April 13, 2024
Flying with Thanksgiving food? TSA dishes rules for traveling with foodstuffs

Flying with Thanksgiving food? TSA dishes rules for traveling with foodstuffs

As millions of Americans box up their leftovers after the Memorial Day holiday, they may be wondering what they should do with all that food.

The Transportation Security Administration (TSA) recently put out guidelines on what items — specifically foodstuffs — can and cannot be brought through its checkpoints.

“ “If you can spill it, spread it, spray it, pump it or pour it, and it’s larger than 3.4 ounces, then it should go in a checked bag.””

— TSA rules on flying with food

“Here’s some food for thought. If it’s a solid item, then it can go through a checkpoint,” the TSA said in its statement. “However, if you can spill it, spread it, spray it, pump it or pour it, and it’s larger than 3.4 ounces, then it should go in a checked bag.”

It will also be an issue in the months ahead: 85% of Americans plan to travel this summer, according to the annual “Summer Travel Survey & Trends 2023” report by The Vacationer.

Here are some examples of items that the TSA will allow in a carry-on and of items that must be in a checked bag.

Related: Memorial Day barbecue prices sizzle — the cost of one essential soars 28%

Food you can carry on

  • Baked goods, including homemade or store-bought pies, cakes, cookies and brownies.
  • Meats, such as turkey, chicken, ham and steak — frozen, cooked or uncooked.
  • Stuffing, cooked or uncooked, in a box or in a bag.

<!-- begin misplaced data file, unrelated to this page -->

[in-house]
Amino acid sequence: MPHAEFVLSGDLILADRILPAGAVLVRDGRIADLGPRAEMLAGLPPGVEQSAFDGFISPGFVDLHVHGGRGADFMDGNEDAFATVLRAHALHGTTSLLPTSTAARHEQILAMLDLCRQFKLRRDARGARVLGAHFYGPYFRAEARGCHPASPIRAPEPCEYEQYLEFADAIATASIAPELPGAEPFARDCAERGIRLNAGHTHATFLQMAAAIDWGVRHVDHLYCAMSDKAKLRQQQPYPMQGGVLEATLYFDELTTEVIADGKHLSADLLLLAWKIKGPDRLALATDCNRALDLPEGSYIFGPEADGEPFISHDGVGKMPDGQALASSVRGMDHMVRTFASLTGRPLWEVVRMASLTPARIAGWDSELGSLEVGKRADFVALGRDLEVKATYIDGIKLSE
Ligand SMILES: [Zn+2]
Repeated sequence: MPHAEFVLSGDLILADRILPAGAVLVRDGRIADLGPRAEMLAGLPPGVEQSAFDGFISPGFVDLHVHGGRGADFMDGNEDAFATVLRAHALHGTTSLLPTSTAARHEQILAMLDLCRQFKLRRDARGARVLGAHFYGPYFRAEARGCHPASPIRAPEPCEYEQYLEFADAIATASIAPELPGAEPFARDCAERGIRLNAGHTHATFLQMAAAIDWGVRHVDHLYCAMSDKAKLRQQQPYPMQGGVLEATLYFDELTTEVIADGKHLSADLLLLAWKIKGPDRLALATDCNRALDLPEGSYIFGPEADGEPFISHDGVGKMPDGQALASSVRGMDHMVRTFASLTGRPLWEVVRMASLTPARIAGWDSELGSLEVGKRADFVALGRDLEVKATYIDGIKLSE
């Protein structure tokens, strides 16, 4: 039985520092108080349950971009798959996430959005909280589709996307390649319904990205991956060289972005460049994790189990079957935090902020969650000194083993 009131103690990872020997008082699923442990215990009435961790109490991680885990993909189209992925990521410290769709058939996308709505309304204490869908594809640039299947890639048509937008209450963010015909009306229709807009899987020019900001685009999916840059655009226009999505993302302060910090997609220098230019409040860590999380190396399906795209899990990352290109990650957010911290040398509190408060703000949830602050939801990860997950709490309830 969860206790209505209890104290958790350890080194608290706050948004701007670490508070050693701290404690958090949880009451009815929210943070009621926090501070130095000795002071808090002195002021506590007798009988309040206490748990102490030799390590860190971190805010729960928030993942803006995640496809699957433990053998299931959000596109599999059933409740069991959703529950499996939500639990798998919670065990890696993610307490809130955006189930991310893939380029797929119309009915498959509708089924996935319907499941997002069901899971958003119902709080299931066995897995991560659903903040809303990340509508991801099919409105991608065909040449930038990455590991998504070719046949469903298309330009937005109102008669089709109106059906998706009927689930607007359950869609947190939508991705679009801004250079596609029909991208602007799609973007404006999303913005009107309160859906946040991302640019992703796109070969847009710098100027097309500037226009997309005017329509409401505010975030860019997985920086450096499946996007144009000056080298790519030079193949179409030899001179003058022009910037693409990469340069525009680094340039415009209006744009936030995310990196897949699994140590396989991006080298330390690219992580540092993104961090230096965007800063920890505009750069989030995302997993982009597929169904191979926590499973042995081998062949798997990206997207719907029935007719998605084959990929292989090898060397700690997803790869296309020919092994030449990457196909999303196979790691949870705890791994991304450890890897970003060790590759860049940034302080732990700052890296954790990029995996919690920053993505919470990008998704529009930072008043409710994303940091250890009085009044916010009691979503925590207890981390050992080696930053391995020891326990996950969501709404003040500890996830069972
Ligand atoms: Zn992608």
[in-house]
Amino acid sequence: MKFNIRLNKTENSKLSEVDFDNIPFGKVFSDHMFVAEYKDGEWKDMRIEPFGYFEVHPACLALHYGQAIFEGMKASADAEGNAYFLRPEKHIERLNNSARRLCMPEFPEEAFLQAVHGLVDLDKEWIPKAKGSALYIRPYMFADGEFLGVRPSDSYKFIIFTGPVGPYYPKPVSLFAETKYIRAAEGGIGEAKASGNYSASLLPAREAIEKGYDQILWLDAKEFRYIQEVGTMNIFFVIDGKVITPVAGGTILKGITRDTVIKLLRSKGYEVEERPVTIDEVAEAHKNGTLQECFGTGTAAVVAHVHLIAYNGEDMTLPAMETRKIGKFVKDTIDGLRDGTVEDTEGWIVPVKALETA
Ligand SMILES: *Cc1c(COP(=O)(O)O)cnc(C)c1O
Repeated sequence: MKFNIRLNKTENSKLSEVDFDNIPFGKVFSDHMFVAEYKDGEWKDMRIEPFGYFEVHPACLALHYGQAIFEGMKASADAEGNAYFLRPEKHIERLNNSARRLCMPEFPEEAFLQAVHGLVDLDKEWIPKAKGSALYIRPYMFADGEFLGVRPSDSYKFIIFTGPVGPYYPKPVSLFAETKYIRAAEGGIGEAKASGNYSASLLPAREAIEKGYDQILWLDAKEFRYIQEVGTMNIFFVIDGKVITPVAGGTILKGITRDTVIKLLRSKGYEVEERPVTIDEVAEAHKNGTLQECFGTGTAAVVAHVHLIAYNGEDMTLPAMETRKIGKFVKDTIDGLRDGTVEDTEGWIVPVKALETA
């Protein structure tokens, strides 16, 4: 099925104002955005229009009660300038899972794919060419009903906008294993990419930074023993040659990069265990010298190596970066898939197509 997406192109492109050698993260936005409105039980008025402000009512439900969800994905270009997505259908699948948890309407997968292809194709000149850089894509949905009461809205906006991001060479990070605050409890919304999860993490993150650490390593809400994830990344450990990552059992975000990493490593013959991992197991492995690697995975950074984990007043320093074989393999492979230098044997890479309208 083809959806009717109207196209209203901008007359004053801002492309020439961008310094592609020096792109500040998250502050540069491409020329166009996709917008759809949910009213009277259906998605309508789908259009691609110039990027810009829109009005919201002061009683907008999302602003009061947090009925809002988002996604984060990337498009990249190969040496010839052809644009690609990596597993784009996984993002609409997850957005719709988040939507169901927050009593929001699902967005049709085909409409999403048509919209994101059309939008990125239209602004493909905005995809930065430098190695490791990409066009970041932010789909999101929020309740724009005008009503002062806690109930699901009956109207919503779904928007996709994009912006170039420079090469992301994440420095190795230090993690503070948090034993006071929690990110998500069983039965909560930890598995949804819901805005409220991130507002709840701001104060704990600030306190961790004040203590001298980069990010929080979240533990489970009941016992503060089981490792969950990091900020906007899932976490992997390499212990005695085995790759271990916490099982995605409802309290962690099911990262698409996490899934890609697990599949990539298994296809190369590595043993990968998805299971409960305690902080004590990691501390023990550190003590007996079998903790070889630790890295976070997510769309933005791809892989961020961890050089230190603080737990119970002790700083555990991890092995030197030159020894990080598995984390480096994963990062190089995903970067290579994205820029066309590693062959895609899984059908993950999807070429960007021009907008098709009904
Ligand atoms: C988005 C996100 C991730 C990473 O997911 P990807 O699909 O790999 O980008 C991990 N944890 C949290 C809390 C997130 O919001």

• Casseroles, such as traditional green beans and onion straws, or something more exotic.
  • Macaroni and cheese, whether it’s already cooked in a pan, or you’re traveling with the ingredients to cook it at your destination.
  • Fresh vegetables, like potatoes, yams, broccoli, green beans, Brussels sprouts, cauliflower, beets, radishes, carrots, squash and greens.
  • Fresh fruit, such as apples, pears, pineapple, lemons, limes, cranberries, blueberries, strawberries, bananas and kiwi. 
  • Candy.
  • Spices.

Food that must travel in a checked bag

  • Cranberry sauce, including homemade or canned sauces that are spreadable.
  • Gravy, including homemade or gravy that comes in a jar or can.
  • Wine, champagne and sparking apple cider.
  • Canned fruit or vegetables, as they have liquid in the can.
  • Preserves, jams and jellies, since they are also spreadable.
  • Maple syrup.

Keep in mind that the TSA maintains an entire list of items that travelers are allowed to bring on flights year-round under the “What can I bring?” section of its website. Additionally, there is an official TSA Twitter account called @AskTSA that responds to most tweets about what items can be moved through security, answering between 8 a.m. and 6 p.m. Eastern time.

So why the rules around food? It’s an ongoing problem. The TSA recently created a viral post detailing a situation in which a traveler attempted to conceal a gun inside a raw chicken. Guns are not permitted as a carry-on and are only allowed in checked bags if certain safety precautions are taken.

(This story was updated on May 29, 2023.)

Also read: Gas will be much cheaper this Memorial Day Weekend. Now, for the bad news.

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